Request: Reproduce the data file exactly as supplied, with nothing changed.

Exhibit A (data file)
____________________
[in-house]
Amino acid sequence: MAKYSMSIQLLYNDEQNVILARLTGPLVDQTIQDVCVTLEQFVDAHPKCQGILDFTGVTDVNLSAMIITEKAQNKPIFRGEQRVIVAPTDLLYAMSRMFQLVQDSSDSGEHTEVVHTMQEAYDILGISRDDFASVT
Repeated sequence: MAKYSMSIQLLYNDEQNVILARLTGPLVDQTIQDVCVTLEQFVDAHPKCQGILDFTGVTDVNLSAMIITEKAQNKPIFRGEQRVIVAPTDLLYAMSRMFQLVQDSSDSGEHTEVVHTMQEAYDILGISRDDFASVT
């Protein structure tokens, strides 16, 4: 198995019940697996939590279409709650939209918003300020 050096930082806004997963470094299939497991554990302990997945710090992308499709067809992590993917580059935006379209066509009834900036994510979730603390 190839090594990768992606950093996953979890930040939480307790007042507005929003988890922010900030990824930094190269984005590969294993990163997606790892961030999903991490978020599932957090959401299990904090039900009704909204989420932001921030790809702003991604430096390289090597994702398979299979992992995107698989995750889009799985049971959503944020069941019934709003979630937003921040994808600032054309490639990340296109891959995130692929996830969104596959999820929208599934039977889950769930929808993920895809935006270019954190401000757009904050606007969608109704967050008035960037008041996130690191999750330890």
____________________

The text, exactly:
[in-house]
Amino acid sequence: MAKYSMSIQLLYNDEQNVILARLTGPLVDQTIQDVCVTLEQFVDAHPKCQGILDFTGVTDVNLSAMIITEKAQNKPIFRGEQRVIVAPTDLLYAMSRMFQLVQDSSDSGEHTEVVHTMQEAYDILGISRDDFASVT
Repeated sequence: MAKYSMSIQLLYNDEQNVILARLTGPLVDQTIQDVCVTLEQFVDAHPKCQGILDFTGVTDVNLSAMIITEKAQNKPIFRGEQRVIVAPTDLLYAMSRMFQLVQDSSDSGEHTEVVHTMQEAYDILGISRDDFASVT
């Protein structure tokens, strides 16, 4: 198995019940697996939590279409709650939209918003300020 050096930082806004997963470094299939497991554990302990997945710090992308499709067809992590993917580059935006379209066509009834900036994510979730603390 190839090594990768992606950093996953979890930040939480307790007042507005929003988890922010900030990824930094190269984005590969294993990163997606790892961030999903991490978020599932957090959401299990904090039900009704909204989420932001921030790809702003991604430096390289090597994702398979299979992992995107698989995750889009799985049971959503944020069941019934709003979630937003921040994808600032054309490639990340296109891959995130692929996830969104596959999820929208599934039977889950769930929808993920895809935006270019954190401000757009904050606007969608109704967050008035960037008041996130690191999750330890």